Mar/10 Lecture
Andrés Duany, FAIA, CNU


The Garden City: A General Theory of Urbanism

Howards Garden City as the Basis for a General Theory of Urbanism

The ideal of the Garden City as posited by Howard may be understood as the range of the principal constituent elements of urbanism. Howard provides “The What” for a General Theory.

The mean of each element is presented in the Standard Model. A deviation from this mean can be measured for purposes of analysis and projective design (or policy). The Standard Model makes it possible for an implemented garden city such as Welwyn, to be compared to, say, a contemporary builder's subdivision, a surviving county seat such as St Albans, a New Town such as Stevenage, and a NW London suburb.

To complete a General Theory, to “The What” of Howard’s Mean must be added “The Where” by means of the Transect “The When” of Succession and the “By Whom” of Subsidiarity. These four protocols will be discussed and illustrated toward formulating a General Theory of Urbanism.

Andrés Duany, FAIA, CNU

Founder and Principal, Duany Plater-Zyberk & Company

Andrés Duany is an architect whose work focuses on town and regional planning. He and his wife, Elizabeth Plater-Zyberk, founded their practice in 1980, at the time of their design of the town of Seaside, Florida, which began an ongoing debate on the alternatives to suburban sprawl.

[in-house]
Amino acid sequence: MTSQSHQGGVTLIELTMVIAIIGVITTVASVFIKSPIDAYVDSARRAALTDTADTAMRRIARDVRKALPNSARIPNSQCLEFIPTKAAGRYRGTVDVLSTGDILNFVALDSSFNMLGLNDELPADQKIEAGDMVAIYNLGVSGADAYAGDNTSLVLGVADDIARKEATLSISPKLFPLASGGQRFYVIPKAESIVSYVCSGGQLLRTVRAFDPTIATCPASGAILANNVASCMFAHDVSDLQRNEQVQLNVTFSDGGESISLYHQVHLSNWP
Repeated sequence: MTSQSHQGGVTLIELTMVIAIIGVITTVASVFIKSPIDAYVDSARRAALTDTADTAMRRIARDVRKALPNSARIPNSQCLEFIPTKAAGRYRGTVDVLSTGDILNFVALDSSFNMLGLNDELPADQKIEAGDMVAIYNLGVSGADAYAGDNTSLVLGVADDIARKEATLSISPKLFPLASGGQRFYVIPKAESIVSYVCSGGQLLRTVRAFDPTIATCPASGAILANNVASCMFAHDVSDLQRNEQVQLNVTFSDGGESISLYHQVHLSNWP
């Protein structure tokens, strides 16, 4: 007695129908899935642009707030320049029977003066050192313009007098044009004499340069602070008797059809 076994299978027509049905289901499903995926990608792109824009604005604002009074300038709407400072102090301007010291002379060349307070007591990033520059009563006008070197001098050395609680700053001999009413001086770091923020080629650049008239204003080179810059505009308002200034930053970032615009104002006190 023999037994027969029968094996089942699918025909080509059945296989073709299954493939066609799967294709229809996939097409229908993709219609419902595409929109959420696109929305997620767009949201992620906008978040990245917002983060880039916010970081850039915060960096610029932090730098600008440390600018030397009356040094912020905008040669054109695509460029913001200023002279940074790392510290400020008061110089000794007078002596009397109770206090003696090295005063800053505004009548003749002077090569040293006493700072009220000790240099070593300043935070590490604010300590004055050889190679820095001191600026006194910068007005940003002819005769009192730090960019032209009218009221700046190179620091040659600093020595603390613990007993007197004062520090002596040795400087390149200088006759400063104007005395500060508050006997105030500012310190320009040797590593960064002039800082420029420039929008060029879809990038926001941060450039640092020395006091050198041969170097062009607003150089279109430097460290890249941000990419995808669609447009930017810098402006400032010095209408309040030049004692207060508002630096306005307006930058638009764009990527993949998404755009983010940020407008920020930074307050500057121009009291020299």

Since then, DPZ, their planning practice, has over 200 plans in the process of implementation. DPZ has particular expertise in writing codes. The firm is dedicated to both practice and research.

Andrés and Elizabeth were founding members of the Congress for the New Urbanism. They teach at the University of Miami, where Elizabeth was the Dean of the School of Architecture. Andrés has four honorary doctorates, including from the University of Pennsylvania. He has received the Driehaus Prize, the Scully Prize, the Jefferson Medal, and the Brandeis Medal. They have co-authored five books, Suburban Nation, The New Civic Art, The Smart Growth Manual, Garden Cities, and Landscape Urbanism and its Discontents.